Cross BurningAn editorial in The Sun April...

Cross Burning

An editorial in The Sun April 12 discussed a bill passed during this legislative session which restores criminal penalties for cross burning. The Sun's description of the final bill was inaccurate and compounds the confusion which already surrounds this important issue.


The Sun erroneously stated, "This legislation requires property owner consent and advance notice to fire departments before one burns any 'objects.'"

To the contrary, that requirement was part of a separate provision which was deleted from the bill reported out of the House Judiciary Committee.


The deleted provision was a misguided attempt to correct the old cross-burning law, which was rightly held unconstitutional by the Court of Appeals last summer.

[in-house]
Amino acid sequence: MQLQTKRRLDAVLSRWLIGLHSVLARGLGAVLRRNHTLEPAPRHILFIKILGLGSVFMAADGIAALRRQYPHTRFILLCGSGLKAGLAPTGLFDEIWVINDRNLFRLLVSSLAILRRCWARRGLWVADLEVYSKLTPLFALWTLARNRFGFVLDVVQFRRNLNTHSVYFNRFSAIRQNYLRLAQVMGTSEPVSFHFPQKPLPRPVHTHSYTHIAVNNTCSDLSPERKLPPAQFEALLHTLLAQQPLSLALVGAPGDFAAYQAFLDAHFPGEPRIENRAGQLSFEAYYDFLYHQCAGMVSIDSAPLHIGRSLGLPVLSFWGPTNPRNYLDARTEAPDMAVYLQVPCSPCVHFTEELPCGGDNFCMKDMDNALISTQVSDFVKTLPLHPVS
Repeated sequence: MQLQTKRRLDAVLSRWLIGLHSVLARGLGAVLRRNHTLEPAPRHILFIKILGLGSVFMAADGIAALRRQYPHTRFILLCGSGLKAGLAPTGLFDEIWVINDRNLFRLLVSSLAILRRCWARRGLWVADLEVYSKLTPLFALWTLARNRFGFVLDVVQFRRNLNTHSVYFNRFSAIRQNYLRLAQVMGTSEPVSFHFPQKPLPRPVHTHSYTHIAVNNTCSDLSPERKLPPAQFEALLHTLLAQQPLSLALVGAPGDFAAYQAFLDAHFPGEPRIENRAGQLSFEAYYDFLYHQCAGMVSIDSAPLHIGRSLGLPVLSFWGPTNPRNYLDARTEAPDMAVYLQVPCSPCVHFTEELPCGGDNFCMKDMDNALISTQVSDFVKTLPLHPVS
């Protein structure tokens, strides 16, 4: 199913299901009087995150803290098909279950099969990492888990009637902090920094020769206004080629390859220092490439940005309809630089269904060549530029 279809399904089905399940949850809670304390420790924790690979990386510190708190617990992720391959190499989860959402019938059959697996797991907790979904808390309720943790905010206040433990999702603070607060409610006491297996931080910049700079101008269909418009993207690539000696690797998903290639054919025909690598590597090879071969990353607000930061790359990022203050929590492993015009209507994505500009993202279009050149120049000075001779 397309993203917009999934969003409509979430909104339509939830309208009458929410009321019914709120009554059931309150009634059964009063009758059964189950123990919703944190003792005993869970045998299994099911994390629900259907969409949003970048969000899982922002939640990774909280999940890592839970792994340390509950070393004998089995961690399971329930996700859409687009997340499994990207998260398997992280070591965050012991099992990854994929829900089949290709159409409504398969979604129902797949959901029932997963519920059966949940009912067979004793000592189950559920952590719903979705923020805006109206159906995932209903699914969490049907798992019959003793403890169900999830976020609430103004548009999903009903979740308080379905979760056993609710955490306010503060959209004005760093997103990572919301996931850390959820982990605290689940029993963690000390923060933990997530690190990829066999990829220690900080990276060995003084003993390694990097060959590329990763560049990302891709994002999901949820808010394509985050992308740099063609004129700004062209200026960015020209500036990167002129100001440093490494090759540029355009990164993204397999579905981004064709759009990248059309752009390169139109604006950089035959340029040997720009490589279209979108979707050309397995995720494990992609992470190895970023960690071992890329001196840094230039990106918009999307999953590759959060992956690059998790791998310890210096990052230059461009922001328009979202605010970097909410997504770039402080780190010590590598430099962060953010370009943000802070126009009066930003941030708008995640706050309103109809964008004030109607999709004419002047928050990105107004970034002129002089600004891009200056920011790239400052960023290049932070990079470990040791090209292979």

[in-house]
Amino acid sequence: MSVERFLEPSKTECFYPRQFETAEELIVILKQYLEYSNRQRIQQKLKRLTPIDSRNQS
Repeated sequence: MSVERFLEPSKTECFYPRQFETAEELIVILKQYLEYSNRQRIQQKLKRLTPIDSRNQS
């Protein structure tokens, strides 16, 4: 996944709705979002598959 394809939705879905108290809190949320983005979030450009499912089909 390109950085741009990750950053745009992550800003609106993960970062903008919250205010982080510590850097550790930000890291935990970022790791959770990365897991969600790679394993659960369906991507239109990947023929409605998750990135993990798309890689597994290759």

The final bill makes it a violation of Maryland's ethnic intimidation law to "burn or attempt to burn any object on the real or personal property of a person because of the person's race, color, religious beliefs, or national origin."

As The Sun correctly noted, this bill, if signed into law, should have the same effect as the old cross-burning law intended but without the old law's deficiencies.

The Court of Appeals' decision overturning the old cross-burning law was front page news. Yet the legislature's effort to restore it was apparently so lacking in news value that it wasn't even mentioned in The Sun's lengthy recap of this "do nothing" session.